Yesterday, in an attempt to prod myself out of the lethargy I seem to have acquired during my battle with walking pneumonia, and the toll in energy spent during my wonderful, but tiring trip to Pennsylvania and the annual family reunion, I visited several blogs hoping for some inspiration. One in particular caught my attention, and I’ve taken the liberty of lifting a few words that caused me to cogitate. I love using that word because it was the word that first stirred me “awake”, that caused me to first question all religious theology.
Now I dislike using another’s words in any of my own writing, but in this case I don’t have much choice if I wish to make a point clear. Verbatim, and understand, these are not my words: but if God caused his Son to be born a perfect man, and his life course counterbalances that of the only other perfect man, Adam, and thus can buy back, or redeem, what Adam lost … you must admit there is some internal logic there, and not just some gooey “God died for us to show how much he loves us.” Moreover, if god wants us in heaven, as all religions believe— except for Jehovah’s Witnesses—why didn’t he put us there in the first place, for crying out loud?
Now I hereby concede that that is one beautifully, thought-out question and, my hat’s off to the author. The question deserves some serious consideration, that is, until a bit of logical thinking is brought into play. Remember, Jehovah—God—is omniscient as well as omnipotent. Using the same reasoning my fellow-blogger used, I’ll ask: if God—Jehovah—first intended for Adam and Eve and their offspring to live on earth forever—just like Jehovah Witnesses believe they will, after something called Armageddon takes place, then, Why, for crying out loud, did God—Jehovah—plant that “forbidden apple tree” in the Garden of Eden knowing full well that both Eve and Adam were going to disobey orders? Why, for crying out loud, didn’t God—Jehovah—simply cut that “walking, talking snake, Satan” off at the knees before he had a chance to “talk”, first Eve, then, through Eve, Adam into sinning? Why, for crying out loud, would God—Jehovah–go through all that b…s…, about sin and the shedding of blood to atone for sin—both human and animal—when, in the long run, humans, that is, certain humans, are still going to live on the earth forever. Sure puzzles the hell out of me.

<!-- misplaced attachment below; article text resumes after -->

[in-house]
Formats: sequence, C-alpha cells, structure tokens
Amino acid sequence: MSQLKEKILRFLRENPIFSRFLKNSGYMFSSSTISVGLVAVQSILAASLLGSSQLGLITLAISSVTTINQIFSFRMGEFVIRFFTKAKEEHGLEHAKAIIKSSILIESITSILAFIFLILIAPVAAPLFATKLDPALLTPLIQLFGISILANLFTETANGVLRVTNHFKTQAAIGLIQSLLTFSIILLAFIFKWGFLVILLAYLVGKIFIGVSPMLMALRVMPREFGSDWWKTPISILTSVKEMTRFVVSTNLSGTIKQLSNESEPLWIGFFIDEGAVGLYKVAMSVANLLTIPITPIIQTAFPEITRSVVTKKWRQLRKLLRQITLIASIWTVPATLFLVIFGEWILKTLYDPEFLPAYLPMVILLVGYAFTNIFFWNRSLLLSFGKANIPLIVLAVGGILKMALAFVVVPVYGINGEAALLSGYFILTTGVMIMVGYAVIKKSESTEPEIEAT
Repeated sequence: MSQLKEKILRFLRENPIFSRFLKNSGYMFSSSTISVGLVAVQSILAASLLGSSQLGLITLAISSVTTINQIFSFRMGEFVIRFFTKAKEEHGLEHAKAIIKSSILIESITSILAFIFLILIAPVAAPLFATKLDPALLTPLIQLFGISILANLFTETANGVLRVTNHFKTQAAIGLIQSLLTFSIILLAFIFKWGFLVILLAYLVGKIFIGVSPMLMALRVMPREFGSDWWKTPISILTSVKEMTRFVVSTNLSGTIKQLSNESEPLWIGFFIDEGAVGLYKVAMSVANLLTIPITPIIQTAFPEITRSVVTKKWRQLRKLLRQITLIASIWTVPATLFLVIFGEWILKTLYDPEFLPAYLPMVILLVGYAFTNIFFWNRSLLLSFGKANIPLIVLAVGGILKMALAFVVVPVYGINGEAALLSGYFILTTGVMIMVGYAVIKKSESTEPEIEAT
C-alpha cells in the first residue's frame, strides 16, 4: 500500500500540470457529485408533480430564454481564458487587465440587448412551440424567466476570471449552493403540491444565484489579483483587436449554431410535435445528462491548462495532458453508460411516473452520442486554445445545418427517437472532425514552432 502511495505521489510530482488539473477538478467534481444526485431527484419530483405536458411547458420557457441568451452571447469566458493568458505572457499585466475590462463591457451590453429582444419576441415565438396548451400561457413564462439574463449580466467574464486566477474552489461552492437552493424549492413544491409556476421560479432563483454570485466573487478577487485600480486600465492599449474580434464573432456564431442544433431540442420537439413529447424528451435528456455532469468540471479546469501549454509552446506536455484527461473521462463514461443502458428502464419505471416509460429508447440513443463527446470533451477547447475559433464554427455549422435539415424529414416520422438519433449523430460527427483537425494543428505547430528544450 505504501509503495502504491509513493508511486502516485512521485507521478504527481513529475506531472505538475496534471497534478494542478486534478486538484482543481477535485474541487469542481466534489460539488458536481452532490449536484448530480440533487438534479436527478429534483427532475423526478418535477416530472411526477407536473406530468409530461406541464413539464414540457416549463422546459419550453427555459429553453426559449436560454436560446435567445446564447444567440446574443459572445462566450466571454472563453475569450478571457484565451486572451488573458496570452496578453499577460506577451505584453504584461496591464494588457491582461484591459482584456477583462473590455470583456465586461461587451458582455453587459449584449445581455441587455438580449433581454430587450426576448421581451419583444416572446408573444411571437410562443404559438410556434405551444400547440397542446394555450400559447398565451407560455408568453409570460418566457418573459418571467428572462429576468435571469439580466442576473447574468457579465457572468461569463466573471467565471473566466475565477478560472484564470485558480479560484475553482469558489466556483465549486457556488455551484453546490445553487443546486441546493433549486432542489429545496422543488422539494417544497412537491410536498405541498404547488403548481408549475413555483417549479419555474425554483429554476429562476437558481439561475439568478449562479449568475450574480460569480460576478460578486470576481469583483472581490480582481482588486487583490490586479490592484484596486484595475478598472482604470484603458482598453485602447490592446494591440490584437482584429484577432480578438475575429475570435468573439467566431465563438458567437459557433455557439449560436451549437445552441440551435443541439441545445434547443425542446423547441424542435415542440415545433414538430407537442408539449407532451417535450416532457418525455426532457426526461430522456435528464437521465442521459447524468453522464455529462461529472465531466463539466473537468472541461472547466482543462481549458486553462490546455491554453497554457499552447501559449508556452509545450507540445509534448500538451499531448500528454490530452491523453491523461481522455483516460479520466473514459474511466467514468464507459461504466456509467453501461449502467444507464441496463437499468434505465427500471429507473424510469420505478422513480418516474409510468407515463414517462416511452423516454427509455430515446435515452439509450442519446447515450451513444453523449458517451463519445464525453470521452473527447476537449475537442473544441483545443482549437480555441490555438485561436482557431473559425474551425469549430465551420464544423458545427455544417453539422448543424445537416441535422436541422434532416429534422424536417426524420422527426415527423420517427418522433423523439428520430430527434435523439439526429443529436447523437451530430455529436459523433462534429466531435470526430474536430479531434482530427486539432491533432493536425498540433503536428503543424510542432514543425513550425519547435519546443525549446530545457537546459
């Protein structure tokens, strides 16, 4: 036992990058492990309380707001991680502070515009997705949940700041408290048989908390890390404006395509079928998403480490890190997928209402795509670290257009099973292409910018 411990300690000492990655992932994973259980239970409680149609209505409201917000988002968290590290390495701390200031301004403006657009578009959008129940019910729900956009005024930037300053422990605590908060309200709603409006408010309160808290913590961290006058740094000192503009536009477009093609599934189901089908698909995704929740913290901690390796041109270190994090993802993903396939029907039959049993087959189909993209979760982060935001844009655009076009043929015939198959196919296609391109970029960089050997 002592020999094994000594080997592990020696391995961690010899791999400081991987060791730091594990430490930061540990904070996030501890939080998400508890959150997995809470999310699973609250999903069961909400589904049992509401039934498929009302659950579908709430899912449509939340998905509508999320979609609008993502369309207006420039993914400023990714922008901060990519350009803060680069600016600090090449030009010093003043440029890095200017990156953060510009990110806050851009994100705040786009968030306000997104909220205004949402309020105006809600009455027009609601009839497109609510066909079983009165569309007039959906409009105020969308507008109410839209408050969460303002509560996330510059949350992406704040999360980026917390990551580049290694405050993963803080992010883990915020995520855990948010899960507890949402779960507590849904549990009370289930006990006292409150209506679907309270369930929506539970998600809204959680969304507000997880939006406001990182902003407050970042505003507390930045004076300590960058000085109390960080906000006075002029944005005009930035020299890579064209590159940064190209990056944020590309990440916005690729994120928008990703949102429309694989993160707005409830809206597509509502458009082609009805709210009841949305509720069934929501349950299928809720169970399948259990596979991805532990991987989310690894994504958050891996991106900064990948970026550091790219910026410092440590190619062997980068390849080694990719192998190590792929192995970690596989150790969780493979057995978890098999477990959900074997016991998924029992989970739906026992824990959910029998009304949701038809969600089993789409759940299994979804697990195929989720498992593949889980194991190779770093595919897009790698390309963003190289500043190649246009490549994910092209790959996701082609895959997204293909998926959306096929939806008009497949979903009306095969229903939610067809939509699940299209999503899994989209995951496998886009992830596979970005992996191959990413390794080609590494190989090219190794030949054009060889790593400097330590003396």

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Written to be read and critiqued in my Thursday Morningside Writers Group

According to the Webster’s Unabridged Dictionary installed in my computer, there are eleven different definitions given for the word commandment, including the word, law. Those who believe the Bible to be the inspired word of God, and believe the Bible specifically declares homosexuality to be a sin, homosexuality—to this day—must be forbidden. Although the Bible states that sex between two men is an abomination, it fails, as far as I can determine, to mention anything about lesbianism. Perhaps, because early Semitic fathers chose husbands for their daughters, and because daughters were kept confined under strict supervision until safely married, Moses did not question God’s possible oversight. Perhaps God did not find sex between two women to be as objectional as that between two men. If that is the case, I wonder why? I think I know why, but modesty causes me to refrain from reading such thoughts in mixed company. Although it is apparent to me that love—and not lust—between two of the same sex stirs them to seek legal protection called marriange—enjoyed by heterosexual couples—there are those who do not.